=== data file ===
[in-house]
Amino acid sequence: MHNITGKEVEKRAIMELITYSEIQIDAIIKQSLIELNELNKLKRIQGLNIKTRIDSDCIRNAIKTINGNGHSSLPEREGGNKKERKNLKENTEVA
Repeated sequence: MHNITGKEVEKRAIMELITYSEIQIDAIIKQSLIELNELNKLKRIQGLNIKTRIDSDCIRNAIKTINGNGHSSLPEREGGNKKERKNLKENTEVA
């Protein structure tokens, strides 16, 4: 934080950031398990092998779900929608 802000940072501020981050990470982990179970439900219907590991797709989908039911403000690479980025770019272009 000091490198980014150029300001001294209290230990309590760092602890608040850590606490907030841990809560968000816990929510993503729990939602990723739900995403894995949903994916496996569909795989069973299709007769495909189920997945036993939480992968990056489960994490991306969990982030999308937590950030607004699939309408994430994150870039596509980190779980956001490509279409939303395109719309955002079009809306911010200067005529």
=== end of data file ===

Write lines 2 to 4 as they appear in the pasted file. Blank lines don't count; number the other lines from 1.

Amino acid sequence: MHNITGKEVEKRAIMELITYSEIQIDAIIKQSLIELNELNKLKRIQGLNIKTRIDSDCIRNAIKTINGNGHSSLPEREGGNKKERKNLKENTEVA
Repeated sequence: MHNITGKEVEKRAIMELITYSEIQIDAIIKQSLIELNELNKLKRIQGLNIKTRIDSDCIRNAIKTINGNGHSSLPEREGGNKKERKNLKENTEVA
């Protein structure tokens, strides 16, 4: 934080950031398990092998779900929608 802000940072501020981050990470982990179970439900219907590991797709989908039911403000690479980025770019272009 000091490198980014150029300001001294209290230990309590760092602890608040850590606490907030841990809560968000816990929510993503729990939602990723739900995403894995949903994916496996569909795989069973299709007769495909189920997945036993939480992968990056489960994490991306969990982030999308937590950030607004699939309408994430994150870039596509980190779980956001490509279409939303395109719309955002079009809306911010200067005529």